When you’re single and you assume a debt such as a loan or credit card, that debt belongs to you and no one else.
But what happens when you’re married?
In general, you are always responsible for any debt you co-signed for. Married couples frequently open joint credit card accounts, sign mortgages and buy cars together, with both the husband and wife signing the applications and other necessary forms. This would make both parties equally responsible for the debt, even if they did not equally share in the benefits.
For example, if a couple purchases a car together but only the wife drives it, the husband still shares in the responsibility for the debt. Likewise, if both parties open a credit card together but only the husband uses it, the wife is still legally liable for the debt.
In some states, the law also requires both spouses to be responsible for debts incurred in support of the family’s household. Often referred to as the “family expense statute”, these laws require that the husband and the wife equally share in debts such as doctor bills and charges for groceries, electricity and the like. Many states also impose this kind of inferred responsibility, even if a statute is not in place.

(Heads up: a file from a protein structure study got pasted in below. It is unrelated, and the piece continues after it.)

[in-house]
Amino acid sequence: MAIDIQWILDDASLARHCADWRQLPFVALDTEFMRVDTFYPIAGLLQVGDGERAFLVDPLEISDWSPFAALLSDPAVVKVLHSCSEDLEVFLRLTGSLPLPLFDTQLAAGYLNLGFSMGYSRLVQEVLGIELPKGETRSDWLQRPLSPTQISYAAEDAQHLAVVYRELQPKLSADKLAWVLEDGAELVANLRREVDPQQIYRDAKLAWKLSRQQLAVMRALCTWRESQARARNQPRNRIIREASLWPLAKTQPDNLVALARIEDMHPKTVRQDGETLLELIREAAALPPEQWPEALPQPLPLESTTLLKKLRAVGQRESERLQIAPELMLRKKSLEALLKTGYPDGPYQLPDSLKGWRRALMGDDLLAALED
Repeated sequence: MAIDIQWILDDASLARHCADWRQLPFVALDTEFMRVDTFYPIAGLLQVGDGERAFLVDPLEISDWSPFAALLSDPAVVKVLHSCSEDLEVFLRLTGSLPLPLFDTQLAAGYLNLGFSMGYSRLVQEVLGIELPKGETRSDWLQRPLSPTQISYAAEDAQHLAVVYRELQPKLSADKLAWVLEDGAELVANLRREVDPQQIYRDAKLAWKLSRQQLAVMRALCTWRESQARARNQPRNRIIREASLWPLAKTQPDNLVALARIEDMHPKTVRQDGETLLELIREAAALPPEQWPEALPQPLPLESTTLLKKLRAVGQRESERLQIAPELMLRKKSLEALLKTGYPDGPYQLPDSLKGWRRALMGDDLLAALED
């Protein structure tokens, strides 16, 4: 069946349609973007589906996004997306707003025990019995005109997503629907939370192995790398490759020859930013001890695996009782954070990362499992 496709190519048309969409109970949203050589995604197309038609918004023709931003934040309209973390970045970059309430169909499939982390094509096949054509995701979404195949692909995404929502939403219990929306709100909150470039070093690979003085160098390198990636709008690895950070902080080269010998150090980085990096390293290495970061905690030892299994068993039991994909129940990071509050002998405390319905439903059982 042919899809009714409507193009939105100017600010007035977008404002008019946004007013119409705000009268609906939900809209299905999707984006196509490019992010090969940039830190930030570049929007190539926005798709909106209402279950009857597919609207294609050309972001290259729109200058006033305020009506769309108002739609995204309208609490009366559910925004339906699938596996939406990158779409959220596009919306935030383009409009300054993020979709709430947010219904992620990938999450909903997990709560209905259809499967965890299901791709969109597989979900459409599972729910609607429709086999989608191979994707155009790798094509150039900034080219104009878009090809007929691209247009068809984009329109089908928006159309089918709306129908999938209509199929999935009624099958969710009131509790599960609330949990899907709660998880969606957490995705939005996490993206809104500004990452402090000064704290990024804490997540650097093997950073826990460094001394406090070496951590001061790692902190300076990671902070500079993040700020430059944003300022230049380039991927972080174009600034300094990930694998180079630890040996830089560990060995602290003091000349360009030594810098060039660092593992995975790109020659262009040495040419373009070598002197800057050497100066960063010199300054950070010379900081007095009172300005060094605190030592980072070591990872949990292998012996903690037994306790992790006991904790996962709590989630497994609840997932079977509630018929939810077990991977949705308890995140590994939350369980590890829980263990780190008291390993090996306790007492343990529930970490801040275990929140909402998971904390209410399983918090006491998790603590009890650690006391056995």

As a general rule, any debts created prior to the marriage are not typically treated as a shared debt between spouses however, there are a few exceptions. Some states allow certain debts to collect against marital property, even if the spouse was not technically responsible for the debt. That means that a judgment or lien could be placed against property and/or assets owned by both parties to satisfy a debt incurred by one of the spouses prior to marriage.